The art of listening


Whenever I’m asked what qualities do I like in a person, I always respond, “Someone who is a good listener.”

Few things annoy me more than someone who talks incessantly, barely pausing to let you into the conversation. Even more aggravating, someone who talks over you, as if what you’re saying doesn’t matter.

To me, that’s not just bad manners, it’s a sign of disrespect. Like, what you have to say is so important that you can’t be bothered to wait until I’m done with my sentence before you start in again?

Being a good listener is important to me for another reason. As a journalist, it’s imperative that I have the patience to hear someone’s story without interruption, to get their words and tone, and the context, exactly right.

Last night, I was reading a Tony Hillerman novel and came across a paragraph that captures my sentiments exactly. And if you’ve never read Hillerman, you should. Few writers convey the Native American experience as he does.

From “Coyote Waits”:

“Jacobs was silent for a while, thinking about it, her face full of sympathy. She was a talented listener. He had noticed it before. When you talked to this woman, she attended. She had all her antennae out, focused on the speaker. The world was shut out. Nothing mattered but the words she was hearing. Listening was ingrained in the Navajo culture. One didn’t interrupt. One waited until the speaker was finished, gave him a moment or two to consider additions, or footnotes or amendments, before one responded. But even Navajos too often listened impatiently. Not really listening, but framing their reply. Jean Jacobs really listened. It was flattery, and Chee knew it, but it had its effect.”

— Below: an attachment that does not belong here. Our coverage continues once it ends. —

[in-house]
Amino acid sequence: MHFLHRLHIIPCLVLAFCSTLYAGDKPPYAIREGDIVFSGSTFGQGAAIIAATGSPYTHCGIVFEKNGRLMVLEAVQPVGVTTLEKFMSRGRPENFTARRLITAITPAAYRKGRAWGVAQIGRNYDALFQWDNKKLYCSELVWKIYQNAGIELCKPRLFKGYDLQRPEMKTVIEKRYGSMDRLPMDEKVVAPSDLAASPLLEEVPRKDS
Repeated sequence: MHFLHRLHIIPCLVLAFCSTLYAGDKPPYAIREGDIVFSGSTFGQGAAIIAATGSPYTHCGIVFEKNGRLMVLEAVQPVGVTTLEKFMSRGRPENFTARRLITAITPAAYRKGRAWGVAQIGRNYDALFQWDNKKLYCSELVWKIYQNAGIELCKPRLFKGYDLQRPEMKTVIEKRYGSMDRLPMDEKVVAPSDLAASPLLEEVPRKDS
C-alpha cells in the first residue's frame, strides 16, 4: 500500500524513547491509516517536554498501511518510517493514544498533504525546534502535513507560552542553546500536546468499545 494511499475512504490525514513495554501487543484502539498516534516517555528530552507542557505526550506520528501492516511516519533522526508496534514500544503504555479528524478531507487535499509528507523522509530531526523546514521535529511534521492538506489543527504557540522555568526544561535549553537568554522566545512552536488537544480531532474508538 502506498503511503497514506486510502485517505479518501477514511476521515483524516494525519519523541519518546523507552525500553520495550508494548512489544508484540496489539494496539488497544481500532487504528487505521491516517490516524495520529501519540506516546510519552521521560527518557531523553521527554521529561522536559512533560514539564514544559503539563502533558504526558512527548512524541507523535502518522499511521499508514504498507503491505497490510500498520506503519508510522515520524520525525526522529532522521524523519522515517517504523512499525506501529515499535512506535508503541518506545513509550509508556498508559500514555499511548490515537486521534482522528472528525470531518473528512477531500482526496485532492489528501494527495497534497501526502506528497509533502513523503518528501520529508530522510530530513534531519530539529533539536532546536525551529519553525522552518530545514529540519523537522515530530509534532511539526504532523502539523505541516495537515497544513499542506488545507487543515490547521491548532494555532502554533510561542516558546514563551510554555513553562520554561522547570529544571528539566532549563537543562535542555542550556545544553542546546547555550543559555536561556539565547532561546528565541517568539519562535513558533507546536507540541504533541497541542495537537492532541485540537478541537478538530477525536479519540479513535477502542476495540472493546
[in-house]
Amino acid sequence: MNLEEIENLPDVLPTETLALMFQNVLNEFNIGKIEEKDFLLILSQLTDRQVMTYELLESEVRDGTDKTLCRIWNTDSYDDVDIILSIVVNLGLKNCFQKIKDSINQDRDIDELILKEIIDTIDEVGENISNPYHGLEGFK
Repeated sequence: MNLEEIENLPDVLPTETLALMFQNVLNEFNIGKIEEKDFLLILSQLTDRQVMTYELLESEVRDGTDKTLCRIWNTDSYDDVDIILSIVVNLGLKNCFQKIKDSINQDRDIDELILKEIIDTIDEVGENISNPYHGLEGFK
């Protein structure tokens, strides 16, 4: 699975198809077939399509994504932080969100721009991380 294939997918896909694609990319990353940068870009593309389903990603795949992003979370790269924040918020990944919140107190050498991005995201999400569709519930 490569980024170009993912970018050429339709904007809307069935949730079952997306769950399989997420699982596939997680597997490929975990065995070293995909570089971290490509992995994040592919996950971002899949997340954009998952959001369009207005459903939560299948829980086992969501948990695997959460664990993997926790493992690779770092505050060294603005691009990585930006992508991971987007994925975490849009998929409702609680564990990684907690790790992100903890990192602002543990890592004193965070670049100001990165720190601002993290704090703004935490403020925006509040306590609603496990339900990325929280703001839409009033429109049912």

4 thoughts on “The art of listening

  1. I fail miserably as a good listener as I am one of those who is thinking ahead to my response. It’s something I hope to improve on at some point before I depart this plane. Thanks for the reminder that I need to practice this difficult behavior change.

    Hillerman is great and most of his books include some short narrative about the Navajo way of listening. I’ve read every book and now the first by his daughter using the same characters.

    I had Hillerman as a teacher when I was getting my BA in journalism at UNM. The true definition of an absent-minded professor. On more than one occasion he literally would forget to show up to class and someone would go retrieve him. I also had a work-study job working in the journalism office part time so had the chance to interact with Hillerman outside of class. It was pretty much a guarantee that each time he’d come in to the office to get his mail, he’d depart with something left behind that he’d have to come back to retrieve. A nice guy and gifted writer but truly a space cadet!

  2. That is one fabulous anecdote, Lynn. The gifted but absent-minded professor? You’ve given me a new, indelible image of Hillerman to keep in mind as I finish this book. He’s always been a favorite writer of mine. Now I can delight in knowing he and I share an endearing (exasperating to others) trait of forgetfulness.

    As for you…I’ve never noticed an imbalance between speaking and listening on your part. Always enjoy my conversations with you. With beer and without. 😉

  3. I have Spider Woman’s Daughter by Anne Hillerman, continuing on the Chee/Leaphorn stories. Do you want me to stick it in the mail to you? Or meet for a beer and conversation some time? 😉

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